Reflect on what you have seen and heard this week. Think about the panel of Elders, our visit to the Goldbelt Heritage Institute culture camp, the lesson on math trails presented by Tina Pasteris, the lesson on developing place-based science lessons by Paula Savikko, and the lesson on testing the absorbency of moss presented by Angie Lunda.
Now think about culturally responsive teaching (CRT). According to Gloria Ladson-Billings:
Culturally Responsive Teaching is a pedagogy that recognizes the importance of including students’ cultural references in all aspects of learning. Culture is central to learning. It plays a role not only in communicating and receiving information, but also in shaping the thinking process of groups and individuals. A pedagogy that acknowledges, responds to, and celebrates fundamental cultures offers full, equitable access to education for students from all cultures (Ladson-Billings, 1994).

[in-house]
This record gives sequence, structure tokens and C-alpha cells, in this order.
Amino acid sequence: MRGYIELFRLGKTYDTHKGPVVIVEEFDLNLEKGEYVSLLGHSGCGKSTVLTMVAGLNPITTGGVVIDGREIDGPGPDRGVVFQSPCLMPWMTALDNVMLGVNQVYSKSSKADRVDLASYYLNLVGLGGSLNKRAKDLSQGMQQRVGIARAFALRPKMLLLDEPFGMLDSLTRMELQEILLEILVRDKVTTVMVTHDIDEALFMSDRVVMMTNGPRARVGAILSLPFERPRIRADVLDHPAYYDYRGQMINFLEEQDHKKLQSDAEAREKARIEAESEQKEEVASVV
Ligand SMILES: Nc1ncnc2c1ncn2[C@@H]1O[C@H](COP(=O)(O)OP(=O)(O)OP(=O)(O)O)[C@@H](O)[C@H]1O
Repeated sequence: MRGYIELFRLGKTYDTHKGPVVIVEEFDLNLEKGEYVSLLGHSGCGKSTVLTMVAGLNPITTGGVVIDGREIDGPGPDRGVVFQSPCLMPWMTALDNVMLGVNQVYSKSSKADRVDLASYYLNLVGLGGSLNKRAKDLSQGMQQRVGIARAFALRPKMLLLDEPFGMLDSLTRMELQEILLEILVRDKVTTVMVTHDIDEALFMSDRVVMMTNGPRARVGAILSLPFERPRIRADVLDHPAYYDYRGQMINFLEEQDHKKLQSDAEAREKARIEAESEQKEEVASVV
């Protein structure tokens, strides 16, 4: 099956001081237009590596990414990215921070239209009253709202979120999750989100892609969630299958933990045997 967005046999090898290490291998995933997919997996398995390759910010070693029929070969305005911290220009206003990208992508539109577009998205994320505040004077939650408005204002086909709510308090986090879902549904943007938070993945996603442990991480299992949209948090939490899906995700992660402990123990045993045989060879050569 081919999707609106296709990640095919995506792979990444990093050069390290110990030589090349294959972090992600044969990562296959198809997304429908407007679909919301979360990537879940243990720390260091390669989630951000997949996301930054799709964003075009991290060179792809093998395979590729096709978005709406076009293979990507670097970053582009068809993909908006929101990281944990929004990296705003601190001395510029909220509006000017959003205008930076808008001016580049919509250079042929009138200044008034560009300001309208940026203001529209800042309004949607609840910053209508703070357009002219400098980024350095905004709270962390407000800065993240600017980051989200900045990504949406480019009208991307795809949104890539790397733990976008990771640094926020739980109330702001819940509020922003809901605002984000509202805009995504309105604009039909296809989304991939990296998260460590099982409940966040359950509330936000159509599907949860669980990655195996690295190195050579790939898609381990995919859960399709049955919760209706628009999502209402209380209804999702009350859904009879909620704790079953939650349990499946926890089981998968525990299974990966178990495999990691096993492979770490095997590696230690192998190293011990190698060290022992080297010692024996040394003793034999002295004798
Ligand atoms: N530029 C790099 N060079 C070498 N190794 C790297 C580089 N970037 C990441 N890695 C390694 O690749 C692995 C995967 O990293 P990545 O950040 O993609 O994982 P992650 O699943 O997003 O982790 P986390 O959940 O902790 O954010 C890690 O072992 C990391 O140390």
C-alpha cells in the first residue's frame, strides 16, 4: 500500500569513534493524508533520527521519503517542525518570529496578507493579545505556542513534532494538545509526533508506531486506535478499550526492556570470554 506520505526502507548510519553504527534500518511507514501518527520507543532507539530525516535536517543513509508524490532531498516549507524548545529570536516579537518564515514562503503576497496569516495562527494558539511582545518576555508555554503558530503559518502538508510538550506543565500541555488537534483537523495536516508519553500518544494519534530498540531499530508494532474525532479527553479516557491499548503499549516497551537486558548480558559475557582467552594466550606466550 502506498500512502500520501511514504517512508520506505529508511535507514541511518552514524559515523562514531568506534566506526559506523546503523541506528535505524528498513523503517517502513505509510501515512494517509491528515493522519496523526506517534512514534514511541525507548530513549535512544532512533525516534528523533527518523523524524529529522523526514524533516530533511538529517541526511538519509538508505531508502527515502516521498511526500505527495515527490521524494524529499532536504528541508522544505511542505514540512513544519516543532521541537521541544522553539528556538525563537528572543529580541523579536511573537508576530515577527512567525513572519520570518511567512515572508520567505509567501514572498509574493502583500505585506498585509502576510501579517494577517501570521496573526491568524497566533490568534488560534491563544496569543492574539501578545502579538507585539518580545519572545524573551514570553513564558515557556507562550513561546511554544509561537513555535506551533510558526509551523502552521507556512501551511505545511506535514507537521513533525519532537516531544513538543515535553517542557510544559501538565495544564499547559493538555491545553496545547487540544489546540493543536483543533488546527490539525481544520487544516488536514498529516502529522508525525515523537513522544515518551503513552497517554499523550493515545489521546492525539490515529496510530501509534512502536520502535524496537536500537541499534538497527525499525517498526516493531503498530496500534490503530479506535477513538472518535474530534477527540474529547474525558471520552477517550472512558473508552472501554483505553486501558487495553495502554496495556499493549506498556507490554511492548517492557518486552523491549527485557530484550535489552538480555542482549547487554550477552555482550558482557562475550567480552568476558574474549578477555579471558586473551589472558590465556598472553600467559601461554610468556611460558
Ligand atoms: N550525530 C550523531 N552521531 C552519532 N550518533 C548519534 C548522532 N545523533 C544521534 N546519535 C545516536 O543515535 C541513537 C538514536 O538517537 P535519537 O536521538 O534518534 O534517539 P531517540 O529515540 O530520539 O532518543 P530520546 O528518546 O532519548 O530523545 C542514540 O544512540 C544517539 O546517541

Please respond to the following prompts in a blog post:
- What are some of the characteristics of culturally responsive teaching? Give examples from the lessons in which you participated, witnessed, heard about during your interviews with students, or gleaned from the Elders?
- The focus this week has been on CRT strategies in math and science. Even if you are not a math and science teacher, what are some ways these CRT strategies can be extrapolated to social studies, music, English, or other content areas? If you are a math or science teacher, how might you integrate other disciplines into your CRT lessons?
Ladson-Billings, G. (1994). The dreamkeepers. San Francisco: Jossey-Bass Publishing Co.
Image source: Photo taken by Jerry Demmert on 6/17/16.